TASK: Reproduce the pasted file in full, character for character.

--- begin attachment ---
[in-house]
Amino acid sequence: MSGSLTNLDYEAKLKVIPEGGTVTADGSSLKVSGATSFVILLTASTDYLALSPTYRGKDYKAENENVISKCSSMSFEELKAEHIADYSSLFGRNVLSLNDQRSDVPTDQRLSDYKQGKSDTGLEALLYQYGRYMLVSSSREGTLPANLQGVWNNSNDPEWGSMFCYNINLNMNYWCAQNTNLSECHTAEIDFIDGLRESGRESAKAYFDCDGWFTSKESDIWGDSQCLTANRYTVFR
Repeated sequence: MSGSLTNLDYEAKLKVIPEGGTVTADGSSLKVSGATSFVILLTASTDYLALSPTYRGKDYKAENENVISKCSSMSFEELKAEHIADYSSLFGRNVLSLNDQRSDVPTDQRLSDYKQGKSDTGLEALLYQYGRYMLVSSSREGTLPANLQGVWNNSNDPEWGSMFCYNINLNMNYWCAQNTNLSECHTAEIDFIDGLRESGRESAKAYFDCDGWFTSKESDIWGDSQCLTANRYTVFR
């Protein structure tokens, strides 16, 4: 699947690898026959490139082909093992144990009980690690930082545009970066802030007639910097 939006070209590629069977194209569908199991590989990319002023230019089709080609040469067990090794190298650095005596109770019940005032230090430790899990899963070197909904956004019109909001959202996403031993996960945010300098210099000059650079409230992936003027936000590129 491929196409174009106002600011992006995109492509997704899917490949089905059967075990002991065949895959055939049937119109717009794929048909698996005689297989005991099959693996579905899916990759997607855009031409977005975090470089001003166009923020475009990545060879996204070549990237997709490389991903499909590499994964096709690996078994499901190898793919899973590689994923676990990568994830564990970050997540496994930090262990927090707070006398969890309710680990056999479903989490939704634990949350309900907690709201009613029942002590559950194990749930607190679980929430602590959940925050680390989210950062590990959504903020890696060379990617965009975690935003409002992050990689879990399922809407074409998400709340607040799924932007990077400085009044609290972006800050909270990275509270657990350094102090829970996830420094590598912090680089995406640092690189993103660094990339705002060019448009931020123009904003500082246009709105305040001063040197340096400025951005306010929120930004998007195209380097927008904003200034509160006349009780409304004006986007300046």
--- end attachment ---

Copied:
[in-house]
Amino acid sequence: MSGSLTNLDYEAKLKVIPEGGTVTADGSSLKVSGATSFVILLTASTDYLALSPTYRGKDYKAENENVISKCSSMSFEELKAEHIADYSSLFGRNVLSLNDQRSDVPTDQRLSDYKQGKSDTGLEALLYQYGRYMLVSSSREGTLPANLQGVWNNSNDPEWGSMFCYNINLNMNYWCAQNTNLSECHTAEIDFIDGLRESGRESAKAYFDCDGWFTSKESDIWGDSQCLTANRYTVFR
Repeated sequence: MSGSLTNLDYEAKLKVIPEGGTVTADGSSLKVSGATSFVILLTASTDYLALSPTYRGKDYKAENENVISKCSSMSFEELKAEHIADYSSLFGRNVLSLNDQRSDVPTDQRLSDYKQGKSDTGLEALLYQYGRYMLVSSSREGTLPANLQGVWNNSNDPEWGSMFCYNINLNMNYWCAQNTNLSECHTAEIDFIDGLRESGRESAKAYFDCDGWFTSKESDIWGDSQCLTANRYTVFR
């Protein structure tokens, strides 16, 4: 699947690898026959490139082909093992144990009980690690930082545009970066802030007639910097 939006070209590629069977194209569908199991590989990319002023230019089709080609040469067990090794190298650095005596109770019940005032230090430790899990899963070197909904956004019109909001959202996403031993996960945010300098210099000059650079409230992936003027936000590129 491929196409174009106002600011992006995109492509997704899917490949089905059967075990002991065949895959055939049937119109717009794929048909698996005689297989005991099959693996579905899916990759997607855009031409977005975090470089001003166009923020475009990545060879996204070549990237997709490389991903499909590499994964096709690996078994499901190898793919899973590689994923676990990568994830564990970050997540496994930090262990927090707070006398969890309710680990056999479903989490939704634990949350309900907690709201009613029942002590559950194990749930607190679980929430602590959940925050680390989210950062590990959504903020890696060379990617965009975690935003409002992050990689879990399922809407074409998400709340607040799924932007990077400085009044609290972006800050909270990275509270657990350094102090829970996830420094590598912090680089995406640092690189993103660094990339705002060019448009931020123009904003500082246009709105305040001063040197340096400025951005306010929120930004998007195209380097927008904003200034509160006349009780409304004006986007300046």